A very senior contact within Manchester Town Hall told me this week that there would be a three to one vote against having an elected mayor in Thursday’s referendum. But is that right?
With Liverpool set to elect Joe Anderson to this powerful post, will its big rival want to be left behind?
Most people thought Salford would reject the concept in its January referendum but although the turnout was small, I understand that in every ward there was a yes vote. That shows widespread though limited support for the idea.
That Salford is to get its local champion might be a good reason for Manchester to follow suite. The ten councils of Greater Manchester have come together in a Combined Authority sinking their local differences in the interest of all. There is concern that the Salford mayor waving his mandate from the people could destabilise things. Better then that Manchester has an elected mayor too.
Now let’s look at the candidates on offer in the two cities that are having mayoral votes on Thursday.
SALFORD MAYOR ELECTION
In Salford Labour’s candidate Ian Stewart was not a happy bunny when he lost his Eccles parliamentary seat in boundary changes in 2010. But he benefited from internal opposition to council leader John Merry to gain the nomination. He is almost certain to win and will be a doughty fighter for Salford, although his complete lack of local government experience is causing anxiety.
The two other major parties have good candidates who have served Salford well over the years. Norman Owen for the Lib Dems put a big dent in the Labour majority some years ago, but faces the problem that good work on the ground may count for little when set against his national party’s unpopularity.
Being a Conservative in Salford is never easy but Karen Garrido has battled on, often being a lone voice on the council. Her slogan in this campaign is “Trust the People”. They are unlikely to give her the answer she wants.
UKIP was ahead of the Lib Dems in one recent national opinion poll. In Salford its candidate, Bernard Gill, is claiming the money spent on regenerating The Crescent gateway to the city is a waste of money. Meanwhile the Green’s Joe O’Neill wants to cut the number of Salford councillors by a third, a policy that has merit with an elected mayor in place.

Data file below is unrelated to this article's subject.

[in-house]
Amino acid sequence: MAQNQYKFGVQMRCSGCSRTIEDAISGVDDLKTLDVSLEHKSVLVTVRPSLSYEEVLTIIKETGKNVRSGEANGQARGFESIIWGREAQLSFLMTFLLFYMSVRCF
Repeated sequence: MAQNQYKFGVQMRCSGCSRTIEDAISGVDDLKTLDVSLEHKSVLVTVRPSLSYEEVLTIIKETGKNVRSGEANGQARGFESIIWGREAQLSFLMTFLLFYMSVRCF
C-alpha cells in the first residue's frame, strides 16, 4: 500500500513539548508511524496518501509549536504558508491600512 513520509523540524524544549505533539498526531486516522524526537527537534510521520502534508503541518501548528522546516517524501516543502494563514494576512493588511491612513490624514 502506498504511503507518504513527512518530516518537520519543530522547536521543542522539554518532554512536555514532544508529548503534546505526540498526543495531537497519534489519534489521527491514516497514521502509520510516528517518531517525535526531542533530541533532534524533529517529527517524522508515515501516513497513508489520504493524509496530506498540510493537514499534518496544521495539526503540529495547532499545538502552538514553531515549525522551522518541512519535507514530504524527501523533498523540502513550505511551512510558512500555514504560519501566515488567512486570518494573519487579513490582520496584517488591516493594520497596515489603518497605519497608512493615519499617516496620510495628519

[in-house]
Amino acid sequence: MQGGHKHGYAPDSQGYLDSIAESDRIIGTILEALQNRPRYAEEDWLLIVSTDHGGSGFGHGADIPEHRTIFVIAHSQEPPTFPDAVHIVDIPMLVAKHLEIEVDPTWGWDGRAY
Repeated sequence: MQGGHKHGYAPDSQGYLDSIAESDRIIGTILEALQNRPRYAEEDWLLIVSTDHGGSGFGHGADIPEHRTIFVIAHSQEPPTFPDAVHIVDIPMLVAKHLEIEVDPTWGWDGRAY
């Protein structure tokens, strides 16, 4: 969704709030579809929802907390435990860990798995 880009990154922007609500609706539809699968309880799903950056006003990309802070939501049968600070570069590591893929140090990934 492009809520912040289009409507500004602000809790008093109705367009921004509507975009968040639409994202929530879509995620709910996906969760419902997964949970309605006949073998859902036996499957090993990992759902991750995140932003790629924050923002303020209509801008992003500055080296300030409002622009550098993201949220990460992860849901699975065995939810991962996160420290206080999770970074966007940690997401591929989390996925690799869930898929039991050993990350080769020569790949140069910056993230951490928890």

Of the other candidates, the independent Paul Massey stands out. He’s served time for a serious assault but claims his experience of the criminal world will serve the people of Salford well. David Cameron said he wanted a different type of person to come forward for elected mayor rather than the usual suspects. It’s unlikely he had Mr Massey in mind.
In Liverpool Labour’s Joe Anderson has dominated the mayoral race. He swept to power two years ago and as the Liberal Democrats have collapsed,Anderson has forged ahead with a business friendly agenda to promote the city’s economy for too long dependent on the public sector.
He has bitterly criticised the government’s cuts but readily embraced a city deal which he claims will restore some cash to the city as well as giving the elected mayor power over new improvement zones.
So keen was he to gain the fruits of the city deal that he got the council to scrap a mayoral referendum and move straight to a vote for mayor.
Anderson may win on the first ballot but it is worth mentioning that these elections are being run under a system called the supplementary vote. People can put an x in the first column of their ballot paper for their first choice and an x in the second column for their second choice.
If a candidate gets 50% of the first preference votes he is elected. If not the second choice votes for the top two candidates are counted. In theory the second candidate could overtake the first candidate in the run off.
The problem with this system is that to make your second choice count you have to guess who the top two candidates are going to be.
It is quite hard to work out who is going to finish second to Joe Anderson.
The Lib Dems have the highly experienced councillor Richard Kemp who could credibly run the city. The Conservatives have businessman Tony Caldera. He won’t win this race but if David Cameron wants to do something about the “posh boy” image of his party then he should get Tony into parliament double quick. From a market stall in Kirkby, he now runs a multi million pound soft furnishing business. His friendly and articulate manner will take him far.
Then there is my former BBC producer and friend Liam Fogarty. He has campaigned for ten years for an elected mayor against entrenched opposition to the idea from the political establishment. He is passionate about Liverpool and would seek consensus from a whole range of people about the city’s future direction. The question is would he have the stomach for the rough and tumble of city politics? He certainly merits consideration for a second choice vote.
There are two other candidates with good Town Hall experience standing. John Coyne for the Greens and Steve Radford for the Liberal Party.
Even with 12 candidates standing there isn’t a single woman. The last I would wish to highlight is Tony Mulhearn. The Trade Unionist and Socialist Coalition candidate has stuck to his principles ever since he was expelled from the Labour Party for his membership of Militant in the eighties. I admire him for that and his vote may be stronger than people imagine in the light of George Galloway’s success in Bradford.